Chances are, if you’re reading this article, you’re a big fan of fresh, delicious seafood. While all of us seafood lovers may greatly enjoy eating our delicacies from the deep, it is important that we know all of the proper safety measures to take before preparing and consuming seafood.
One thing you’ll definitely want to avoid, be it with seafood or any other meal you might have is foodborne illness. Also known as food poisoning, foodborne illness is especially common in meats and seafood, so one must always take the proper precautions. No matter where you catch or buy your seafood from, it is up to you to keep it safe and healthy once you bring it home. We’ll start out by giving some advice on safely preserving fish.
When you are preparing any fresh fish, you will want to be sure that it has a resilient texture – you want it to have a little bit of fight to it when you press down. If it’s all give and doesn’t rise back up, it’s not ideal for eating. Another telltale sign that your fish is not fresh and could be contaminated is sunken eyes. If the eyes on your fish aren’t slightly raised and don’t have a clear look to them, it’s a sign of possible spoilage. The Red Snapper in the picture below satisfy on both counts.2The gills of your fish should always be red and fully intact as well.1 You’ll also want to avoid eating any seafood that has an overly sour, fishy, or ammonia-like odor as these are all signs that the seafood is not fresh and could be infected.
Due to the lighter density of their flesh, the cooking time for fish is much shorter than it is for other kinds of meat. However, you want to be sure not to overcook or undercook your fish. When cooked for too long, many of the greatest health benefits, such as the rich supply of Omega 3 fatty acids, Vitamins A, B, and D, calcium, and iron are lost.3 When you undercook your fish, your chances of contracting food poisoning rise significantly. You can tell that fish is cooked to its optimum temperature when the inside of the flesh is at 145 degrees Fahrenheit and the texture becomes flaky.
With any kind of seafood, you want to avoid cross-contamination to stay healthy and safe. The main way of doing this is to make sure you avoid mixing cooked and raw seafood together at all times. You always want to keep your seafood properly chilled when in storage. If you aren’t planning to cook seafood within two days of purchase, you should store it in a freezer, wrapped well in aluminum foil. You should also always freeze any seafood (other than shellfish) that you intend to eat raw before consumption as this will go a long way in killing any possible parasites that it might have.1 Before you cook seafood that you’ve frozen, you will first want to thaw it for several hours in your refrigerator. If you don’t have time for this, the next best thing to do is let it sit in a sealed plastic bag in moderately cold water.2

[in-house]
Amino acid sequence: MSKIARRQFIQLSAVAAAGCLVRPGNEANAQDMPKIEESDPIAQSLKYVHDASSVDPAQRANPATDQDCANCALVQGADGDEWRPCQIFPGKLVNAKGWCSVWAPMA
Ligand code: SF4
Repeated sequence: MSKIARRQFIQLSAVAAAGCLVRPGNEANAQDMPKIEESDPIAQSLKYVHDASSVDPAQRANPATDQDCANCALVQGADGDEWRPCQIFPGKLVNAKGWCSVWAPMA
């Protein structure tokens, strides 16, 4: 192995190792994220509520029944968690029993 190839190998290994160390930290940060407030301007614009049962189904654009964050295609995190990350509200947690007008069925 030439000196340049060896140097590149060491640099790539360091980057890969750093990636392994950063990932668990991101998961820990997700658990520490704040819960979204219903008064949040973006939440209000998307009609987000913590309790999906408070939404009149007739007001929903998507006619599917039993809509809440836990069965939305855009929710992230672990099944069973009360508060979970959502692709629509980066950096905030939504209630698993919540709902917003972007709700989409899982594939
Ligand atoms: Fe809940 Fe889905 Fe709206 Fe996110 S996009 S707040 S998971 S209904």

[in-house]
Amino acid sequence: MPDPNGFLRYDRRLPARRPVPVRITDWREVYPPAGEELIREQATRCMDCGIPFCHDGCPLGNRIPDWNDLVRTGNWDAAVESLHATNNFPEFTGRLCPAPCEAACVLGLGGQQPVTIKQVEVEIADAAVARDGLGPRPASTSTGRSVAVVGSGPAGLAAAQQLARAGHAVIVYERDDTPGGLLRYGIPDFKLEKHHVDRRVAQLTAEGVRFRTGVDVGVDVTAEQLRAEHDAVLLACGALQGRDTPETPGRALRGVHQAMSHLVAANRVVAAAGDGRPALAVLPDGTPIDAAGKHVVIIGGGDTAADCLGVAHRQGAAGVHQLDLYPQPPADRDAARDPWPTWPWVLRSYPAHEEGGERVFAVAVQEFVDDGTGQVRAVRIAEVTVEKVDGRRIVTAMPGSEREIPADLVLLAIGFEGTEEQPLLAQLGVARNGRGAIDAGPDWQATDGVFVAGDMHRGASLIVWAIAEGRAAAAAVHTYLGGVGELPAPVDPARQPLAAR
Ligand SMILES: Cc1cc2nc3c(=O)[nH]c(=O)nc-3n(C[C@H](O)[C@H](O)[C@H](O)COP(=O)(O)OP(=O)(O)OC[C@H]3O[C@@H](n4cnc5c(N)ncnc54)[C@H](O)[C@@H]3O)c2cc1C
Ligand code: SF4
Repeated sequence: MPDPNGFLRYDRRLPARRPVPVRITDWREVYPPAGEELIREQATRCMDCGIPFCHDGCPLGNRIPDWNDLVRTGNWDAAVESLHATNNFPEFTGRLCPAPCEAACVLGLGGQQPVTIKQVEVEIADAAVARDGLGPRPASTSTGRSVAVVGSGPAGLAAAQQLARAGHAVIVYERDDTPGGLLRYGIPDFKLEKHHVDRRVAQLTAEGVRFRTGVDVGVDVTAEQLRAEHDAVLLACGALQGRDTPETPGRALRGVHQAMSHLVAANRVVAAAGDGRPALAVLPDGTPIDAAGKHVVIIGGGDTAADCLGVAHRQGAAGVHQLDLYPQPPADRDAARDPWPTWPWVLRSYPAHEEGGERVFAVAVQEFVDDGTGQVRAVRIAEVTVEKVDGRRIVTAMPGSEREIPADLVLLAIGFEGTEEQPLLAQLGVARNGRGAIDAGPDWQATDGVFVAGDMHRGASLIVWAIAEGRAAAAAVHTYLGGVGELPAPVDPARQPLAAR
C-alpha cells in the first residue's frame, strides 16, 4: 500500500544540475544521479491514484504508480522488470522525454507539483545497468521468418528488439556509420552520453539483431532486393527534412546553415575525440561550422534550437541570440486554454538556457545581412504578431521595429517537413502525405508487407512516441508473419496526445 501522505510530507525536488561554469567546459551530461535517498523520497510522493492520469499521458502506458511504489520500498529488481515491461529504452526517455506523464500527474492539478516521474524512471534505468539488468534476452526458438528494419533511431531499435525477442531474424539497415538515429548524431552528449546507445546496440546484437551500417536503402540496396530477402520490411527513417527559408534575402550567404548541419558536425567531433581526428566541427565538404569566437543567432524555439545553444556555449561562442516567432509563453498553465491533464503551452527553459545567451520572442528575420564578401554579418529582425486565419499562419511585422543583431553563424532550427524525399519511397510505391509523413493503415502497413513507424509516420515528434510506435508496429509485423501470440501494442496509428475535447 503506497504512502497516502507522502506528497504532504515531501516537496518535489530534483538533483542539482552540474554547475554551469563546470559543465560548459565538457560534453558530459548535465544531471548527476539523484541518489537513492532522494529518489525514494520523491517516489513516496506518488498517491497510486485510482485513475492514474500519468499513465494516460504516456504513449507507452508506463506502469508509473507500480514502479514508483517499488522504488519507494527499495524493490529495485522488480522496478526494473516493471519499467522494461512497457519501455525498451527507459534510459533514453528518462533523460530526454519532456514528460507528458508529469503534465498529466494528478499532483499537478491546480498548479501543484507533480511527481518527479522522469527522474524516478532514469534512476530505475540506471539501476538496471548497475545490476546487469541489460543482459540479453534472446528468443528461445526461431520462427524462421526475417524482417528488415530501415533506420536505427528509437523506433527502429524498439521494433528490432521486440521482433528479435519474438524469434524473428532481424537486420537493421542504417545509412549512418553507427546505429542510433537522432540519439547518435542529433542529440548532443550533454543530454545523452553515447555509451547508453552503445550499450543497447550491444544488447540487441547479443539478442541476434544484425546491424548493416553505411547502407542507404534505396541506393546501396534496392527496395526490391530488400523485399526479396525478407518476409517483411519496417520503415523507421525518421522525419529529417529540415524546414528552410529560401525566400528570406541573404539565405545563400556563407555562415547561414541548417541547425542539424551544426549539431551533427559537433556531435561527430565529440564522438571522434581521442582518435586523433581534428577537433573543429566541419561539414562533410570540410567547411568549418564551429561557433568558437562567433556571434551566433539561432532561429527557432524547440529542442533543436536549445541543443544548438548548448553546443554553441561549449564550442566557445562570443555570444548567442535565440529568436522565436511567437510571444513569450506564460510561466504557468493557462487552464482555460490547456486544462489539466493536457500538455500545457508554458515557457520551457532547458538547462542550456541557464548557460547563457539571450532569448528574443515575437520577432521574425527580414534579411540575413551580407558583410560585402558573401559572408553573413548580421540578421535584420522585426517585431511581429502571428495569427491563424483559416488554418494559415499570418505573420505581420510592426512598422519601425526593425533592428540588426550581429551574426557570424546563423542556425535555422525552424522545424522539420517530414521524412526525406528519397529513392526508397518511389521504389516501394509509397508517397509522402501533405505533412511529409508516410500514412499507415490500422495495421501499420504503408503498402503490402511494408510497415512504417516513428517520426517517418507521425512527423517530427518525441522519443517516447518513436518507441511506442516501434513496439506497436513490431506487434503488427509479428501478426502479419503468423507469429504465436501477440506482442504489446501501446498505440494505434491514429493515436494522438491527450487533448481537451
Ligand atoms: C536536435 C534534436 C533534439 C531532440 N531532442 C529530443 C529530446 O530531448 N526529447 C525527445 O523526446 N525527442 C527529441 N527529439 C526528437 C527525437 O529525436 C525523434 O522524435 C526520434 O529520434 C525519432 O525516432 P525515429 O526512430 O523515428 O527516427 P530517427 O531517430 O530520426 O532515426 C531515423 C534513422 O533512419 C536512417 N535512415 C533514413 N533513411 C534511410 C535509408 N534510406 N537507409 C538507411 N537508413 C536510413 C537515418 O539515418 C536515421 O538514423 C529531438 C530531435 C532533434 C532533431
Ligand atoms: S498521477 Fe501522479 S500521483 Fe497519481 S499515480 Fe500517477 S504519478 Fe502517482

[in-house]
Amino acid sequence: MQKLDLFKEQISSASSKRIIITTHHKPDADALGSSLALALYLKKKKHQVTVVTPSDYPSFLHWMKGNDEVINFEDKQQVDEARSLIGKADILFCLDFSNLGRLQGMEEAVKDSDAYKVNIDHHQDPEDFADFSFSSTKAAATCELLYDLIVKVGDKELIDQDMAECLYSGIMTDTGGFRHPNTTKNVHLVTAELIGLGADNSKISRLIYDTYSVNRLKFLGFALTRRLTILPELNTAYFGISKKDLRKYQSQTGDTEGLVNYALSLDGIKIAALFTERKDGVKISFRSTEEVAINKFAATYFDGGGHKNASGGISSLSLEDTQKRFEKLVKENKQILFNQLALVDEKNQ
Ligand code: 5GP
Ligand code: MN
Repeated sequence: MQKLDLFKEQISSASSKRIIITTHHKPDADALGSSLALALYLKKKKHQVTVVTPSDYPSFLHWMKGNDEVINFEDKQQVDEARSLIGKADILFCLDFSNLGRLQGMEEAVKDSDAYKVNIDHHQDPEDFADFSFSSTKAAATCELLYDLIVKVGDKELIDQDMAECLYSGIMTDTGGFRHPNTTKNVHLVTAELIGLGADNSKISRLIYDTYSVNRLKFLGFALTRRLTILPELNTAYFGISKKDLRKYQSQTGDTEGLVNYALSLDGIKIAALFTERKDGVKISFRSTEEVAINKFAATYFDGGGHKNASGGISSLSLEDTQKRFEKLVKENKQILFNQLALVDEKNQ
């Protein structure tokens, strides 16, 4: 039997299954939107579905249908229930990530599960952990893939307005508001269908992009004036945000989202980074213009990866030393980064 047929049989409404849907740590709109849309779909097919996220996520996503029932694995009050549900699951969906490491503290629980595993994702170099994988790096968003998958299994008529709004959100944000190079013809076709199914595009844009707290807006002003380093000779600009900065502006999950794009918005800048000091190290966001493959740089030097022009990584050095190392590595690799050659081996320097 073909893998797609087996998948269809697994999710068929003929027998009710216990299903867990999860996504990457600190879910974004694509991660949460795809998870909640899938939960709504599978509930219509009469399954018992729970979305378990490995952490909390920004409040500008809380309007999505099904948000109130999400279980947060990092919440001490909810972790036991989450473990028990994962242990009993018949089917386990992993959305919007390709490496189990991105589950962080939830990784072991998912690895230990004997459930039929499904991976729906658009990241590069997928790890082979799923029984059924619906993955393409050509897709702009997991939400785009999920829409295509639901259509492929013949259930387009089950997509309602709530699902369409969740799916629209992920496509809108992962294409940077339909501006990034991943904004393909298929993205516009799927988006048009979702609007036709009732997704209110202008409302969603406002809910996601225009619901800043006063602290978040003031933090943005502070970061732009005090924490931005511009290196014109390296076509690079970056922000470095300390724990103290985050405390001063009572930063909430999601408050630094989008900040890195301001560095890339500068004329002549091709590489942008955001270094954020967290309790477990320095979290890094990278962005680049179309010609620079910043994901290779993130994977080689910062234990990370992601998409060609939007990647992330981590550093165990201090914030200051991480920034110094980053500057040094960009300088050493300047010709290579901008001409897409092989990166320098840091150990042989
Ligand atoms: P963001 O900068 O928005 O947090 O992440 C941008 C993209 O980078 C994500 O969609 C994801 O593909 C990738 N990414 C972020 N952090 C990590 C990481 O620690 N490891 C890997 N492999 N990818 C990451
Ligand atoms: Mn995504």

When it comes to shellfish, the rules for safekeeping and preservation are a little bit different. However, the rules about avoiding cross-contamination, over/under cooking, and freezing/refrigeration still apply. It is important to buy all of shellfish fresh and to make sure it is still alive up until the time that you’re ready to cook it. A simple way to test the freshness of lobster or crabs is to perform a “tap test”.3 Basically, all this entails is tapping on the shell to ensure that it is firm and healthy. If there is too much give any lobster or crab shell, you should avoid eating the meat inside of it.
When it comes to mussels, clams, oysters, and scallops, it is important that no shells are broken and that all of the shells are tightly shut. This means that they are still alive and in optimum freshness. You’ll also want to make sure that shellfish open while boiling/steaming and that the meat within a scallop feels firm when pressed.
Mussels as they should appear before cooking (left) and after cooking (right)
For all seafood, regardless of whether you’re dealing with fish, lobster, clams or any other variety, it is imperative that it is never left in any environment with a temperature of 90 degrees Fahrenheit for more than one hour.2. If you’re going to be bringing seafood along on a picnic, always remember to store it in a cooler that is properly iced. You’ll want to keep your heaviest and most intact ice chips on top of the seafood and have the melted and smaller ice cubes underneath.4
It is important to bear in mind that some people are more susceptible to food poisoning than others. Very young children, pregnant women, elderly people, people with low levels of stomach acids, and people with immune disorders must be especially cautious at all times. In addition to this, pregnant women should avoid eating mercury rich seafoods, such as swordfish, tilefish, mackerel, and shark.2
If you pay close attention and remember our advice, you’ll find yourself happily and safely enjoying seafood for years to come!
1. Matherne, Alan
Make Sure You Handle Seafood the Right Way
LSU Agricultural Center, July 8, 2012
2. Author Unavailable
Fresh and Frozen Seafood: Selecting and Serving it Safely
3. Zuckerbrot, Tanya
Seafood Safety Tips
FoxNews.com July 25, 2011
Different Methods of Preserving Fish
Small Dogs, September 15, 2011